This Day in History, October 28th


Soviet missile deployment in Cuba was a huge threat to the US homeland since, as the graph indicated, most of the US soil was in range of the missiles.

On this day October 28th, 1962, President Nikita Khrushchev of the former Soviet Union ordered the removal of intermediate-range ballistic missiles stationed in Cuba, ending the 13 day confrontation with the United States.

Responding to the US nuclear missile deployment in Turkey, the Soviet signed secret agreement with the Cuban communist leader Fidel Castro on constructions of missile site in Cuban. Americans uncovered the scheme when their U2 spy plane scanned the area and photographed evidences of missile presence.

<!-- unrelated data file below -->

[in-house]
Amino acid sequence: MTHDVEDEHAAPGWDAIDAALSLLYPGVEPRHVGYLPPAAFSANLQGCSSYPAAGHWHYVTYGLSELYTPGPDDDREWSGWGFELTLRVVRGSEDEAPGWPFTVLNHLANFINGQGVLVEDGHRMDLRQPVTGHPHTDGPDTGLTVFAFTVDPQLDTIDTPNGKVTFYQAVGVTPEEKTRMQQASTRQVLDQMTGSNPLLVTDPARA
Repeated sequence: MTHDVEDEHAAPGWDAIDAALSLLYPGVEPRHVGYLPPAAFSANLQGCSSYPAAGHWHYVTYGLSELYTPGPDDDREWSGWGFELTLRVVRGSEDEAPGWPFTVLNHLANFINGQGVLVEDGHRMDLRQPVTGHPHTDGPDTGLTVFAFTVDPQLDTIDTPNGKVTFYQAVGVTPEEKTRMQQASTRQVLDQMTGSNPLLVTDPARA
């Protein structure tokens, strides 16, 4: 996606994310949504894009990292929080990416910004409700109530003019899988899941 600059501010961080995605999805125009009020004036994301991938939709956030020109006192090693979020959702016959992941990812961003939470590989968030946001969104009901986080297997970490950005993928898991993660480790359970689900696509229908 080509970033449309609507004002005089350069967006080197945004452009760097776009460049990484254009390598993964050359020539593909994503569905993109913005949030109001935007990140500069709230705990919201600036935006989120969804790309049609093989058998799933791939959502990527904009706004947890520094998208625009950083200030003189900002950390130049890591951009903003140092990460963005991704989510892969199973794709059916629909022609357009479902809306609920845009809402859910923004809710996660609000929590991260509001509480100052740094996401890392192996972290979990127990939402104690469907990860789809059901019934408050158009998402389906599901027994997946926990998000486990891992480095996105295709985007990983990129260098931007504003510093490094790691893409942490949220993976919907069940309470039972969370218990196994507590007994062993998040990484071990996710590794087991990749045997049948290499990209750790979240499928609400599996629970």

After a series of negotiations, the then United States President John F. Kennedy agreed to remove warheads in Turkey and Khrushchev would deconstruct the site in Cuba.

The event, known as the Cuban Missile Crisis, is widely considered as the moment in which the Cold War came closest to turning into a nuclear conflict. The term Mutually Assured Destruction is first coined in this event.